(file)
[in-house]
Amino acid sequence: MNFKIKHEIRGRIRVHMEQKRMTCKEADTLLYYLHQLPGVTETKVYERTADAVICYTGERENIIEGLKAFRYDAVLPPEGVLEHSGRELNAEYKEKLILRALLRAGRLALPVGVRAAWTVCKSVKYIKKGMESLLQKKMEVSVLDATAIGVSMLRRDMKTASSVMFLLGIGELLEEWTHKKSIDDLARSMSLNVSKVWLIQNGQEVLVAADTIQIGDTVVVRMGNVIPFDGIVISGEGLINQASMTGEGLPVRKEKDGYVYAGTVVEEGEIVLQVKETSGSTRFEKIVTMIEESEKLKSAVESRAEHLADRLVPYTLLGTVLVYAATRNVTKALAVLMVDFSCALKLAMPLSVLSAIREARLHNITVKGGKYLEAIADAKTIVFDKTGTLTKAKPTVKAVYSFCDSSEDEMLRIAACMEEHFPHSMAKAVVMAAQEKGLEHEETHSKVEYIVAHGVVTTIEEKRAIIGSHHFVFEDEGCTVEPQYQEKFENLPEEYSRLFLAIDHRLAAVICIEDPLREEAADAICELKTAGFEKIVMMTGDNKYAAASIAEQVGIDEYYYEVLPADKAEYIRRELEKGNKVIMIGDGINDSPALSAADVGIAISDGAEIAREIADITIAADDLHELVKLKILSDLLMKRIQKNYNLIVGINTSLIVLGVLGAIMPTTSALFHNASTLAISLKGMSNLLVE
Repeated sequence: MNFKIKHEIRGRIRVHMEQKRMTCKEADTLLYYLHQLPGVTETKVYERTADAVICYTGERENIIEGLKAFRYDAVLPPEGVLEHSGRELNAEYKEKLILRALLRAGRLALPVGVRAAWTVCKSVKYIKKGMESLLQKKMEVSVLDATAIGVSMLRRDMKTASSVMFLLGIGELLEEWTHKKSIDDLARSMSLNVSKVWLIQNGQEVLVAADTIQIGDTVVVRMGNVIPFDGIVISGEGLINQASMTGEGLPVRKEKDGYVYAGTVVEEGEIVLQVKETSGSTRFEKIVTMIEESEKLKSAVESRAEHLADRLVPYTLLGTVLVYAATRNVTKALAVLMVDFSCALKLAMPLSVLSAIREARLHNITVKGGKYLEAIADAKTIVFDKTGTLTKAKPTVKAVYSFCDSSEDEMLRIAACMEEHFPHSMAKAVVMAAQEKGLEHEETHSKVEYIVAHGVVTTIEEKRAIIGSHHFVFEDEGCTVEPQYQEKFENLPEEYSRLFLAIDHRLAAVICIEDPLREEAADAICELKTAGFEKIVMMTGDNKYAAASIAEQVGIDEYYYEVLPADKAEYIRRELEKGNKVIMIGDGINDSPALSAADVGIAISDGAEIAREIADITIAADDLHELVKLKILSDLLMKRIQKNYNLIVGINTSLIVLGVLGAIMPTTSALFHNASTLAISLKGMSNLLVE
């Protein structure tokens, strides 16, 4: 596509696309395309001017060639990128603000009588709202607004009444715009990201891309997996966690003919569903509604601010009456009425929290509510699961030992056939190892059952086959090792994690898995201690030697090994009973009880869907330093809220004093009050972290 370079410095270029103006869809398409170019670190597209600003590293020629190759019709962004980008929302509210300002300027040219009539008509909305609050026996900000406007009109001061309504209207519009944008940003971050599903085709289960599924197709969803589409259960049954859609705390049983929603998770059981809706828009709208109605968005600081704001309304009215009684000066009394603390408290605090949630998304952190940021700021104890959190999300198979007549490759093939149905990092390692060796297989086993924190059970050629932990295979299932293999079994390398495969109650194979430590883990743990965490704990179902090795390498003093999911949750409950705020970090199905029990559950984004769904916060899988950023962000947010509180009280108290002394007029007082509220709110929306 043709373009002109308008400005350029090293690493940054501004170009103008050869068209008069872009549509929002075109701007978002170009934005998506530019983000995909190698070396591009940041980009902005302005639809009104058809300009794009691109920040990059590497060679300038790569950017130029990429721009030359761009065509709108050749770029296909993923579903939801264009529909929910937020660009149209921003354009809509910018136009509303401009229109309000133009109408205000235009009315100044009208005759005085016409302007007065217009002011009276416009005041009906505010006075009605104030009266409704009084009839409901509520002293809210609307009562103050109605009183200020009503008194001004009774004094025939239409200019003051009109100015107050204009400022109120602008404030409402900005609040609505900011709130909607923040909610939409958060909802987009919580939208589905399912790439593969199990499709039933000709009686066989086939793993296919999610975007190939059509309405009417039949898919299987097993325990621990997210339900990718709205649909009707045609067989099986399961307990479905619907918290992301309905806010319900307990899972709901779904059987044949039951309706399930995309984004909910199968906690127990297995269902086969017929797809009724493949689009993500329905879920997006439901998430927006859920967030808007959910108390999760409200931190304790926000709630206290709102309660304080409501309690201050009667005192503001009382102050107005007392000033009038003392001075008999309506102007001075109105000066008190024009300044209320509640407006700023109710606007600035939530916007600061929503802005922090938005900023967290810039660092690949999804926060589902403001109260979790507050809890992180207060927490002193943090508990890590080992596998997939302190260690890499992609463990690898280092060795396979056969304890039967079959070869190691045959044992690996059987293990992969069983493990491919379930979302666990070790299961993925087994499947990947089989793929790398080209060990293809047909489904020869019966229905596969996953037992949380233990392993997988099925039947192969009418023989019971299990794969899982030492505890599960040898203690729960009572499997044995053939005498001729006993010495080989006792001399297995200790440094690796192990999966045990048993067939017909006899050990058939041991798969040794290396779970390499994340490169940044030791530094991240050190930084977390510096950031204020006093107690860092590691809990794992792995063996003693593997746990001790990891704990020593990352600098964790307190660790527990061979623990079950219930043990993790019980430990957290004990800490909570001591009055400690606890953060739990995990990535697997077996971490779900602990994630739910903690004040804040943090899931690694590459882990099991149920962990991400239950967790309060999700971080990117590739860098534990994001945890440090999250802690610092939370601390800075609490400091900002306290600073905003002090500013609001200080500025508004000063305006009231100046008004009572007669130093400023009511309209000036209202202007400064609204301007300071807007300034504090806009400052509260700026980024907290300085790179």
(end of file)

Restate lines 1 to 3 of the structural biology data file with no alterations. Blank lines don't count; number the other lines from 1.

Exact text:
[in-house]
Amino acid sequence: MNFKIKHEIRGRIRVHMEQKRMTCKEADTLLYYLHQLPGVTETKVYERTADAVICYTGERENIIEGLKAFRYDAVLPPEGVLEHSGRELNAEYKEKLILRALLRAGRLALPVGVRAAWTVCKSVKYIKKGMESLLQKKMEVSVLDATAIGVSMLRRDMKTASSVMFLLGIGELLEEWTHKKSIDDLARSMSLNVSKVWLIQNGQEVLVAADTIQIGDTVVVRMGNVIPFDGIVISGEGLINQASMTGEGLPVRKEKDGYVYAGTVVEEGEIVLQVKETSGSTRFEKIVTMIEESEKLKSAVESRAEHLADRLVPYTLLGTVLVYAATRNVTKALAVLMVDFSCALKLAMPLSVLSAIREARLHNITVKGGKYLEAIADAKTIVFDKTGTLTKAKPTVKAVYSFCDSSEDEMLRIAACMEEHFPHSMAKAVVMAAQEKGLEHEETHSKVEYIVAHGVVTTIEEKRAIIGSHHFVFEDEGCTVEPQYQEKFENLPEEYSRLFLAIDHRLAAVICIEDPLREEAADAICELKTAGFEKIVMMTGDNKYAAASIAEQVGIDEYYYEVLPADKAEYIRRELEKGNKVIMIGDGINDSPALSAADVGIAISDGAEIAREIADITIAADDLHELVKLKILSDLLMKRIQKNYNLIVGINTSLIVLGVLGAIMPTTSALFHNASTLAISLKGMSNLLVE
Repeated sequence: MNFKIKHEIRGRIRVHMEQKRMTCKEADTLLYYLHQLPGVTETKVYERTADAVICYTGERENIIEGLKAFRYDAVLPPEGVLEHSGRELNAEYKEKLILRALLRAGRLALPVGVRAAWTVCKSVKYIKKGMESLLQKKMEVSVLDATAIGVSMLRRDMKTASSVMFLLGIGELLEEWTHKKSIDDLARSMSLNVSKVWLIQNGQEVLVAADTIQIGDTVVVRMGNVIPFDGIVISGEGLINQASMTGEGLPVRKEKDGYVYAGTVVEEGEIVLQVKETSGSTRFEKIVTMIEESEKLKSAVESRAEHLADRLVPYTLLGTVLVYAATRNVTKALAVLMVDFSCALKLAMPLSVLSAIREARLHNITVKGGKYLEAIADAKTIVFDKTGTLTKAKPTVKAVYSFCDSSEDEMLRIAACMEEHFPHSMAKAVVMAAQEKGLEHEETHSKVEYIVAHGVVTTIEEKRAIIGSHHFVFEDEGCTVEPQYQEKFENLPEEYSRLFLAIDHRLAAVICIEDPLREEAADAICELKTAGFEKIVMMTGDNKYAAASIAEQVGIDEYYYEVLPADKAEYIRRELEKGNKVIMIGDGINDSPALSAADVGIAISDGAEIAREIADITIAADDLHELVKLKILSDLLMKRIQKNYNLIVGINTSLIVLGVLGAIMPTTSALFHNASTLAISLKGMSNLLVE